Netflix series “13 Reasons Why” sparks debate among Staples community By Kit epstein '17

Graphic by Channing Smith '17

On March 31, 2017, the Netflix original series “13 Reasons Why” debuted to audiences worldwide. Based on the novel by Jay Asher, the show tells the story of Hannah Baker, a teenage girl who committed suicide and left behind 13 tapes dedicated to those who pushed her to take her own life. Consisting of 10,episodes, each ranging between 50 to 60 minutes long, the series has quickly become a popular topic of debate in the Staples community.

“It was extremely powerful and real,” Jill Gault ’18 said. “The producers took a lot of risks by not being afraid to show the realism of a person struggling with depression.”

The show also follows the journey of high schooler Clay Jensen in his quest to find justice for Hannah Baker and to understand her purpose for including him on the tapes..

“At first I loved it. I was obsessed,” Monique Østbye ’18 said. “I think mental health is a super important topic to discuss and make people aware of, but no where in the series does it actually talk about depression. I feel like that adds to the stigma and misconception that if you're nice to people, it'll all be ok, because sometimes it's more than that.”

According to The Variety, “13 Reasons Why” has been the most tweeted about show in Netflix history, amassing over 11 million tweets since its premier one month ago. The show was also produced by pop-star and former Disney star, Selena Gomez.

“The show never sugar coated anything. It was willing to explore many dark and disturbing themes that I would not have expected them to,” Jake Moskovitz ’17 said.

Although many Staples students commend “13 Reasons Why” for its focus on hard-hitting issues, others see how the series could be exploitive to those with mental illness.

“I feel it is important that we recognize it (the show) was encouraging suicide,” Mia Daignault ’20 said.

In fact, according to People magazine, the National Association of School Psychologists recently released a warning against students watching the TV series, stating, “We do not recommend that vulnerable youth, especially those who have any degree of suicidal ideation, watch this series.” The warning went onto say, “Its powerful storytelling may lead impressionable viewers to romanticize the choices made by the characters and/or develop revenge fantasies.”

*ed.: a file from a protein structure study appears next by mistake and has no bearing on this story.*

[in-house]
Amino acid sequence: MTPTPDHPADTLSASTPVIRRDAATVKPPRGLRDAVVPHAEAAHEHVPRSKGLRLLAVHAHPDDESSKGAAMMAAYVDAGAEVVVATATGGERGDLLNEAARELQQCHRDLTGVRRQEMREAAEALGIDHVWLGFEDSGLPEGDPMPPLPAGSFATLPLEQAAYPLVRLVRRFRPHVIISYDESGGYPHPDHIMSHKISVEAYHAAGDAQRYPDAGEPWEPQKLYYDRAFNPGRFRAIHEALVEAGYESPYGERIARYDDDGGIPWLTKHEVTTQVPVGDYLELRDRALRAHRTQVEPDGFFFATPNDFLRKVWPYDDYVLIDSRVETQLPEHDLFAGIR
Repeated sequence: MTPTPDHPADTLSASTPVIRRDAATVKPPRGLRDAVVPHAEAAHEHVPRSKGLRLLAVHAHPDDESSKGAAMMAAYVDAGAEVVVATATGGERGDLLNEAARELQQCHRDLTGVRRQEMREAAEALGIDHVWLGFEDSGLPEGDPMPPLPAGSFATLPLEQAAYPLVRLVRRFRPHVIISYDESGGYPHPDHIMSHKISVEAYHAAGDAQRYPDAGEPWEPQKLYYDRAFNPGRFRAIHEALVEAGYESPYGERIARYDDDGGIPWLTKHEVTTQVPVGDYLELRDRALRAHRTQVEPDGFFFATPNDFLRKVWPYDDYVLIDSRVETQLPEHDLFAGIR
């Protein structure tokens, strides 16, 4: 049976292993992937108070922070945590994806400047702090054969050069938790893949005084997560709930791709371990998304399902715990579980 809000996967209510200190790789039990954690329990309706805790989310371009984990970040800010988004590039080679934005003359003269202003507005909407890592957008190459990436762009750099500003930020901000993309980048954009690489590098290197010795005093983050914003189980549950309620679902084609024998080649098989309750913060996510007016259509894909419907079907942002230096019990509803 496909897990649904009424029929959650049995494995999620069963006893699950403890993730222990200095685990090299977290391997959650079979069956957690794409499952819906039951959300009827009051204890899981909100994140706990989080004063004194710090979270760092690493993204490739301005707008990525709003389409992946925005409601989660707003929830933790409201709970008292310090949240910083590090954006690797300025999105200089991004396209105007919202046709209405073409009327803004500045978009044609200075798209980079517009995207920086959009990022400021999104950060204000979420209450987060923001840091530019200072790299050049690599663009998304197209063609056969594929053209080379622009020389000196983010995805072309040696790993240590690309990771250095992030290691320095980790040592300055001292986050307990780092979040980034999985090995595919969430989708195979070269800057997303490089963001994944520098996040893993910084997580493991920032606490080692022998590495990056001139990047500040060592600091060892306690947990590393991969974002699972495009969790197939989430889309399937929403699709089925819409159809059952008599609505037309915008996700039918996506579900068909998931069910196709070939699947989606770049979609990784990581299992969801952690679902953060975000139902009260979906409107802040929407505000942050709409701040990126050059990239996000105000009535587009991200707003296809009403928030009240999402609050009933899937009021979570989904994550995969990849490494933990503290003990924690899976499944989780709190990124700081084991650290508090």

Nowhere in the series are suicide hotlines or other methods of mental health assistance discussed. However, trigger warnings are shown during each episode that warn viewers about sensitive topics that could be shown.

“I found it to be a very entertaining show, however, I would have preferred it to raise awareness about suicide through its story instead of glamorizing it,” Moskovitz said.

Similarly to Moskovitz, Østbye sees an issue in the lack of suicide awareness provided in the series.

“I think if people have struggled with any degree of depression, self harm, or any of the other topics talked about in the series they should definitely reconsider watching because the trigger warnings aren't the best,” she said.

If you or anybody that you know is struggling with mental illness and is having suicidal thoughts, call the National Suicide Prevention Lifeline at 1-800-273-8255.

Report Abuse

If you feel that this video content violates the Adobe Terms of Use, you may report this content by filling out this quick form.

To report a Copyright Violation, please follow Section 17 in the Terms of Use.